Paul’s Letter to the Romans Part 18

This entry is part 18 of 35 in the series Paul's Letter to the Romans

Continued from Part 17

Paul shows not only that there is no difference between the Jew
and the uncircumcised, but that the uncircumcised has the
advantage, if he pays attention, and that it is he that is really the
Jew; and so he says: “For he is not a Jew which is one outwardly”
(v. 28). So far as the flesh was concerned, a Jew was a Jew, no
matter how he lived; but he was not God’s Jew, not such a one as
God would recognize, unless he has a heart true to God. Outward
circumcision was necessary to a Jew but outward circumcision was
considered worthless; unless it was accompanied by
the circumcision of the heart.  

Part 18

“What advantage then hath the Jew? or what profit is there
of circumcision?” (Romans 3:1) The Jew saw himself above all
other nations and they were proud of their position. Paul is trying to
focus them and really cause them to question their own importance.
Why was being a Jew advantageous? Circumcised?
“Much every way: chiefly, because that unto them were
committed the oracles of God” (v. 2). This means that God put His
trust in the Jew. He trusted that they would be able to manage the
written law placed in their hands. They received many blessings
from God, but their greatest was receiving the oracles.
“For what if some did not believe? shall their unbelief make
the faith of God without effect? God forbid: yea, let God be true, but
every man a liar; as it is written, That thou mightest be justified in
thy sayings, and mightest overcome when thou art judged” (vs. 3-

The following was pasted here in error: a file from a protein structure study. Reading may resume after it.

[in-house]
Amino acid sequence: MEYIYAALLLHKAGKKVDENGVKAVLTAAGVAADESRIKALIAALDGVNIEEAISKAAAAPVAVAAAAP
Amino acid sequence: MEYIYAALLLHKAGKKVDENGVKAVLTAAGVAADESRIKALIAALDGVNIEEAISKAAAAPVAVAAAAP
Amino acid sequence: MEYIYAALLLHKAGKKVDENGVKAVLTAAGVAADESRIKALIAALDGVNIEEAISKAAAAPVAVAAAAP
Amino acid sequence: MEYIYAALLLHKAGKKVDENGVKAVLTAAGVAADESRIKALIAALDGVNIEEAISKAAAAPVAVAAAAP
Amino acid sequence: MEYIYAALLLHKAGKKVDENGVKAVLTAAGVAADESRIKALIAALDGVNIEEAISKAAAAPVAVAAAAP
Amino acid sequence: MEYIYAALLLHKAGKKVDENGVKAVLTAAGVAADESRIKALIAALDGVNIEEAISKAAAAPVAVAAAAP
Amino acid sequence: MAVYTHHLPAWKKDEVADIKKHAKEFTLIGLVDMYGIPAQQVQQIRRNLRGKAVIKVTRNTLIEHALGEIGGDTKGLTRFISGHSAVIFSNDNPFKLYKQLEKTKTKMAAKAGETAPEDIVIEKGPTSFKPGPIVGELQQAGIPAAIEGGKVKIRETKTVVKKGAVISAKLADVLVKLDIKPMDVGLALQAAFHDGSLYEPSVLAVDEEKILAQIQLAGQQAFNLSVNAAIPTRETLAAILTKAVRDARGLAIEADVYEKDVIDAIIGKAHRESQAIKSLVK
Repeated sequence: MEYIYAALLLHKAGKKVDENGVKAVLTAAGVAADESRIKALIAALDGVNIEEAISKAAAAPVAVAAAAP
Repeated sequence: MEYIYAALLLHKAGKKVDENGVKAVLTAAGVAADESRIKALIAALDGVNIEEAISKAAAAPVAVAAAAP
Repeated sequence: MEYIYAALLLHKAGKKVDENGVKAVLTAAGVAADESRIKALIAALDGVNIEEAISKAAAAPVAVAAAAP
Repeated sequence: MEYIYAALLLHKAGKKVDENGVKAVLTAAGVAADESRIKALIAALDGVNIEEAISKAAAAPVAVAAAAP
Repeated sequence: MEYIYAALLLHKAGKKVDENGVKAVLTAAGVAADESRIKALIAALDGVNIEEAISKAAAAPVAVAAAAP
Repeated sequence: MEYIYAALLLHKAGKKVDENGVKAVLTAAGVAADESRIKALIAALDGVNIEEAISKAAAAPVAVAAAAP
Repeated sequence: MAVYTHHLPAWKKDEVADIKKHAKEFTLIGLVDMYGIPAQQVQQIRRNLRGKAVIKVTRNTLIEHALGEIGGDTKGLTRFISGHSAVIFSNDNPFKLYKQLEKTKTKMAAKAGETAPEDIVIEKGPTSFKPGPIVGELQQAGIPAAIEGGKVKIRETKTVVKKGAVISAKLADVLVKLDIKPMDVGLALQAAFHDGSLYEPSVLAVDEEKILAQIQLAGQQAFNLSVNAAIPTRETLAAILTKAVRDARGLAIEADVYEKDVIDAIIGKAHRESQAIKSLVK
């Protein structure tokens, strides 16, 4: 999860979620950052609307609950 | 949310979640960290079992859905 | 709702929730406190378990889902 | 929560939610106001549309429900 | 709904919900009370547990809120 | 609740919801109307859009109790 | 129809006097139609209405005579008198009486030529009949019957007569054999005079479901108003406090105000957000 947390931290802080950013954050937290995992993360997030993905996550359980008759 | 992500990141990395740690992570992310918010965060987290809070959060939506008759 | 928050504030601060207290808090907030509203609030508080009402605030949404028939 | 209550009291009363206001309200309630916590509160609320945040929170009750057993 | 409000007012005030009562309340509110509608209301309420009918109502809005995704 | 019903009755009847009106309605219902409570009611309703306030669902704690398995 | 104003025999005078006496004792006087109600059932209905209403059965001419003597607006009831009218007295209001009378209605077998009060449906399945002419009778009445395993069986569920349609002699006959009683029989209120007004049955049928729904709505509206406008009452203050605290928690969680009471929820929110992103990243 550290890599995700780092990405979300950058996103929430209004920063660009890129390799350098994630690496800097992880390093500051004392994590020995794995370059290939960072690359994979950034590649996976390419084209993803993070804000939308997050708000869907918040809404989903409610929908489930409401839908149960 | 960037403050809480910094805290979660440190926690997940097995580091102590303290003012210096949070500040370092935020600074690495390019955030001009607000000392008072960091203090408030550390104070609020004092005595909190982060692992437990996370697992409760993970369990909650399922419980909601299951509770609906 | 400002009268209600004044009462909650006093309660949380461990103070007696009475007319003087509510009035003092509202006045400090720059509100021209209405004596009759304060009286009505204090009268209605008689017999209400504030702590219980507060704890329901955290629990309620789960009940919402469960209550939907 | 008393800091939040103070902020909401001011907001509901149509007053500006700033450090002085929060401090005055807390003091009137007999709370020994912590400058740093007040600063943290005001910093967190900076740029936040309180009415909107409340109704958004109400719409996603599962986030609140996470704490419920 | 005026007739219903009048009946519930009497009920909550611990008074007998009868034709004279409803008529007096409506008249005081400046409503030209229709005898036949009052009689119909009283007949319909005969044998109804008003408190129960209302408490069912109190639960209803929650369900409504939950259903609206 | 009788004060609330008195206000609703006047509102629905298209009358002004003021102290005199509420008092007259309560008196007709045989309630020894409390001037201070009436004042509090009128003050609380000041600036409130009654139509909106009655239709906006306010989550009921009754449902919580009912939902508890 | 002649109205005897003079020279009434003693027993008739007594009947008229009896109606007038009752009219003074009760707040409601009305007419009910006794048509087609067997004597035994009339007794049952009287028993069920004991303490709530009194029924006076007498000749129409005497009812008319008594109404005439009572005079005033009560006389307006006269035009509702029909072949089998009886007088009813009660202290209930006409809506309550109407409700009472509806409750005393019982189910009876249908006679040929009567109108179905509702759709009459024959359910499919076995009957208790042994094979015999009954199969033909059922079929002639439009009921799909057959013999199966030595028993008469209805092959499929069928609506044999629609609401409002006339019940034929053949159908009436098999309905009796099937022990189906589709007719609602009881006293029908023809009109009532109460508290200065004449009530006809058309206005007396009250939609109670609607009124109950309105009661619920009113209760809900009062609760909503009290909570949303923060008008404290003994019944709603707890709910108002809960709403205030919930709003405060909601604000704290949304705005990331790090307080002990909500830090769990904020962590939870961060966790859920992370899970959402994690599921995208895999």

4). God promised that he would bless the Jew. Although, they
mostly always were disobedient to Him, He still kept His end of the
deal and blessed them. If He refused to bless them, could we rely
on His promises? What about their lack of faith, should that
interfere with God’s Promises?
“But if our unrighteousness commend the righteousness of
God, what shall we say? Is God unrighteous who taketh
vengeance? (I speak as a man) God forbid: for then how shall God
judge the world?” (vs. 5-6) When mankind fell into sin, God brought
forth the gospel message which showed His righteousness. What
can be concluded from this? Is God unrighteous for punishing us?
Did our actions force God’s hand and cause Him to respond with a
great show of righteousness? May it not be so. If it were so,
however, how would God judge the world.

“For if the truth of God hath more abounded through my lie
unto his glory; why yet am I also judged as a sinner? And not
rather, (as we be slanderously reported, and as some affirm that we
say,) Let us do evil, that good may come? whose damnation is just”
(vs. 7-8). The line of thinking that has been brought forth shows a
person who is trying to justify himself. The justifier would have a
certain line of reasoning that would seem to be this twisted. He
might conclude, our actions eventually brought forth the gospel
message, because we forced God’s hand. Therefore, our actions
are ultimately good. In this case, why should I be condemned. With
the same line of thinking we could conclude, “Let us do evil, that
good may come”. If this was truth than the more sin we commit, the
better off we should be. To change their thoughts on the matter,
Paul condemns this in his next verse of scripture.

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